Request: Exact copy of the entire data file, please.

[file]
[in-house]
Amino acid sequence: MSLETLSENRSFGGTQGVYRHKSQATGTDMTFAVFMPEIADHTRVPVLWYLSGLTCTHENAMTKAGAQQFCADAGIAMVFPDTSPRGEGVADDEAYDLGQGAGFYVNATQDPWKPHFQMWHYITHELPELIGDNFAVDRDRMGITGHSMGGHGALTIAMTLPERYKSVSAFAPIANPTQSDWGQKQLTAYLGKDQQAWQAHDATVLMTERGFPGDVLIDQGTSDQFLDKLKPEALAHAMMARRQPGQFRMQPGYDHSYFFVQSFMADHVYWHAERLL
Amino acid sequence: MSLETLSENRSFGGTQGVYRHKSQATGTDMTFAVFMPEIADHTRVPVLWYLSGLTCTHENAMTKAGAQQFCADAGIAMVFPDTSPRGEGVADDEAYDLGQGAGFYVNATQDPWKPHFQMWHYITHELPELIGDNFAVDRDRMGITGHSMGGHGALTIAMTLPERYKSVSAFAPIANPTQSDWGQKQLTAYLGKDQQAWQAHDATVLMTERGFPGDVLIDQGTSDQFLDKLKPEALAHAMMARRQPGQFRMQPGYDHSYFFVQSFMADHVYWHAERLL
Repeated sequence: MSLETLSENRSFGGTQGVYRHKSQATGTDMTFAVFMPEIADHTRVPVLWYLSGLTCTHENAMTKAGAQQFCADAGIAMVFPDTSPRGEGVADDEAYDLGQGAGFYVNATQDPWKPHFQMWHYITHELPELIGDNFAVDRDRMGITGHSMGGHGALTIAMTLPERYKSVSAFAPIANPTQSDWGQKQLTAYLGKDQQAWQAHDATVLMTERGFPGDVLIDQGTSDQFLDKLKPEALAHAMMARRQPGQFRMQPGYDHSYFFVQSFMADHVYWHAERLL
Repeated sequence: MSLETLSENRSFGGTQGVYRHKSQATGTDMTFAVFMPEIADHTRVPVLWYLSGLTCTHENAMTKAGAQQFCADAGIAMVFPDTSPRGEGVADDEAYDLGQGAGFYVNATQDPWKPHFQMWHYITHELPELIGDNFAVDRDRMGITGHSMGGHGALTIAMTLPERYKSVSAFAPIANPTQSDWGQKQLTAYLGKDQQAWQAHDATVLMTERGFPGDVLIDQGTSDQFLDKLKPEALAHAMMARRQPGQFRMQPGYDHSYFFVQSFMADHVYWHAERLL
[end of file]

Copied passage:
[in-house]
Amino acid sequence: MSLETLSENRSFGGTQGVYRHKSQATGTDMTFAVFMPEIADHTRVPVLWYLSGLTCTHENAMTKAGAQQFCADAGIAMVFPDTSPRGEGVADDEAYDLGQGAGFYVNATQDPWKPHFQMWHYITHELPELIGDNFAVDRDRMGITGHSMGGHGALTIAMTLPERYKSVSAFAPIANPTQSDWGQKQLTAYLGKDQQAWQAHDATVLMTERGFPGDVLIDQGTSDQFLDKLKPEALAHAMMARRQPGQFRMQPGYDHSYFFVQSFMADHVYWHAERLL
Amino acid sequence: MSLETLSENRSFGGTQGVYRHKSQATGTDMTFAVFMPEIADHTRVPVLWYLSGLTCTHENAMTKAGAQQFCADAGIAMVFPDTSPRGEGVADDEAYDLGQGAGFYVNATQDPWKPHFQMWHYITHELPELIGDNFAVDRDRMGITGHSMGGHGALTIAMTLPERYKSVSAFAPIANPTQSDWGQKQLTAYLGKDQQAWQAHDATVLMTERGFPGDVLIDQGTSDQFLDKLKPEALAHAMMARRQPGQFRMQPGYDHSYFFVQSFMADHVYWHAERLL
Repeated sequence: MSLETLSENRSFGGTQGVYRHKSQATGTDMTFAVFMPEIADHTRVPVLWYLSGLTCTHENAMTKAGAQQFCADAGIAMVFPDTSPRGEGVADDEAYDLGQGAGFYVNATQDPWKPHFQMWHYITHELPELIGDNFAVDRDRMGITGHSMGGHGALTIAMTLPERYKSVSAFAPIANPTQSDWGQKQLTAYLGKDQQAWQAHDATVLMTERGFPGDVLIDQGTSDQFLDKLKPEALAHAMMARRQPGQFRMQPGYDHSYFFVQSFMADHVYWHAERLL
Repeated sequence: MSLETLSENRSFGGTQGVYRHKSQATGTDMTFAVFMPEIADHTRVPVLWYLSGLTCTHENAMTKAGAQQFCADAGIAMVFPDTSPRGEGVADDEAYDLGQGAGFYVNATQDPWKPHFQMWHYITHELPELIGDNFAVDRDRMGITGHSMGGHGALTIAMTLPERYKSVSAFAPIANPTQSDWGQKQLTAYLGKDQQAWQAHDATVLMTERGFPGDVLIDQGTSDQFLDKLKPEALAHAMMARRQPGQFRMQPGYDHSYFFVQSFMADHVYWHAERLL